November 5, 2015

There used to be a song that had this line. “Backfield in motion, baby. I’m going to have to penalize you, ooo, ooo, ooo”.

It’s time somebody threw a penalty flag on the UNC Board of Governors. Meeting in secret, the News and Observer reports the Board approved secret pay raises for Chancellors ranging from 7% to 47% with the average raise being 25%. Question. Has anybody noticed a vacancy in these $300,000, $400,000 and $500,000 jobs?

Here’s what the News and Observer said about the views of one Associate Professor of History at Appalachian State. “Michael C. Behrent, associate professor of history at Appalachian State University, said faculty haven’t seen meaningful raises even as tuition and administrative bloat have increased on campuses. The student debt crisis in the United States is partly due to rapidly escalating salaries of administrators, he said.

“While I think it’s abhorrent and terrible, I would want to hide this if I were a Board of Governor, too,” Behrent said. “Their lack of transparency makes sense because they have every reason to be ashamed of the decisions that they’re making.”

In January, the Board gave Fayetteville State Chancellor James Anderson an $85,000 raise, a 35% hike.

Weeks later, FSU slapped students with cost increases in the wake of falling enrollment .

Perish the thought the bigwigs would cut themselves.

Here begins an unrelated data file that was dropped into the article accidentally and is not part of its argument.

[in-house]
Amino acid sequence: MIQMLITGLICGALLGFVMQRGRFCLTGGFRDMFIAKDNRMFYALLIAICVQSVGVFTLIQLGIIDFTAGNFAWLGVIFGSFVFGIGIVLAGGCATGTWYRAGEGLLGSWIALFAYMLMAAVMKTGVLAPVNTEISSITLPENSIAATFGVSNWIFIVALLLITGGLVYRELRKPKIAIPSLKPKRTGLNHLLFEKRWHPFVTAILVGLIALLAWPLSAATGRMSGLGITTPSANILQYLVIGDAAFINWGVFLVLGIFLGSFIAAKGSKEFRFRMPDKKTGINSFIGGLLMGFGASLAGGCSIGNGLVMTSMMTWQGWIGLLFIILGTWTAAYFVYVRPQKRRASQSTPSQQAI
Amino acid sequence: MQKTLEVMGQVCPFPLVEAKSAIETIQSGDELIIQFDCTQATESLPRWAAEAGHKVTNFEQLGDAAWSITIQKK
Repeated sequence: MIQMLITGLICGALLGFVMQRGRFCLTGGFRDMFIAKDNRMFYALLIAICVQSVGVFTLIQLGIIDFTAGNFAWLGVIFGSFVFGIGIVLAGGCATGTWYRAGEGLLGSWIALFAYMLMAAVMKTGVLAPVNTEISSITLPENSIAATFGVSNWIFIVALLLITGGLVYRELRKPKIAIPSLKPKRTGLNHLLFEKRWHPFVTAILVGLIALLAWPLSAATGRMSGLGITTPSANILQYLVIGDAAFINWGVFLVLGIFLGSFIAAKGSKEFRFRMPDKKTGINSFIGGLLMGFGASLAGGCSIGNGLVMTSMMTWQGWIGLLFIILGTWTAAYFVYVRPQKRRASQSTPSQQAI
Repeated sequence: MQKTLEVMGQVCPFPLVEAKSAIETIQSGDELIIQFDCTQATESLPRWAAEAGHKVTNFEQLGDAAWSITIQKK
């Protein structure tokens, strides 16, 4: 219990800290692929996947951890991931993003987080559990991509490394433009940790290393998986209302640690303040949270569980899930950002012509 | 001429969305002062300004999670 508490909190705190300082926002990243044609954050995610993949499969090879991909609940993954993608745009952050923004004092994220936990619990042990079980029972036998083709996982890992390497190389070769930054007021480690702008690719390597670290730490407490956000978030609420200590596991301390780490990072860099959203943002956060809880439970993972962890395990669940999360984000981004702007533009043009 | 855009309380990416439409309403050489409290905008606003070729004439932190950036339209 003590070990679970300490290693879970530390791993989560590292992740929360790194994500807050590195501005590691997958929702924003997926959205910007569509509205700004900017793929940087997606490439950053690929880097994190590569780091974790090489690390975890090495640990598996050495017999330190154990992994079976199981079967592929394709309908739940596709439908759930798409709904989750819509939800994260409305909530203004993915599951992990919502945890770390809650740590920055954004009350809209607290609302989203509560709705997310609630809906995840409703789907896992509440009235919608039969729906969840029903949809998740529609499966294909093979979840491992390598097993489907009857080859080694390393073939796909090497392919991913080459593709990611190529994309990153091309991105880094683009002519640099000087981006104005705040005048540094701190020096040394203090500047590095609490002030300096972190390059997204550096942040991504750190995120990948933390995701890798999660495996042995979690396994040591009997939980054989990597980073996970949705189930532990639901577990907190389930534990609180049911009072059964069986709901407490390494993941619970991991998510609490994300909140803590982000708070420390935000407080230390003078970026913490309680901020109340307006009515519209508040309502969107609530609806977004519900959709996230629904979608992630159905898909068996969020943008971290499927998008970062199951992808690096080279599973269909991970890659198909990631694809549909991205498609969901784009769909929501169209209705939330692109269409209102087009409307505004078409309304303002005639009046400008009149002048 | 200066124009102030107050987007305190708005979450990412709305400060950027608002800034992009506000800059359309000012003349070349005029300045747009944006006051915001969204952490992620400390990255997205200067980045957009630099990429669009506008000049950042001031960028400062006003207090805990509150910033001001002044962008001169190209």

The big salaries the UNC Board is handing out in secret are part of a national trend. Forbes recently reported “The Chronicle survey suggests average total compensation of presidents rose on average about 7 percent, to over $428,000. By contrast, most Americans were lucky to pay their compensation rise by much more than half that much.”

And who does the Board of Governors think is paying these lavish pay packages the Board arrives at in secret? The taxpayers. The parents paying tuition and the students going deeper in debt every year to pay for rising tuition costs.

Here’s a suggestion. It’s time for our leaders in the General Assembly to throw a penalty flag on the UNC Board. They need more oversight instead of being left to their own devices.

Why not have them report to a Legislative Committee once a month about how they are choosing to spend the people’s money? Perhaps a little government in the sunshine will disinfect the arrogant behavior we see on the UNC Board.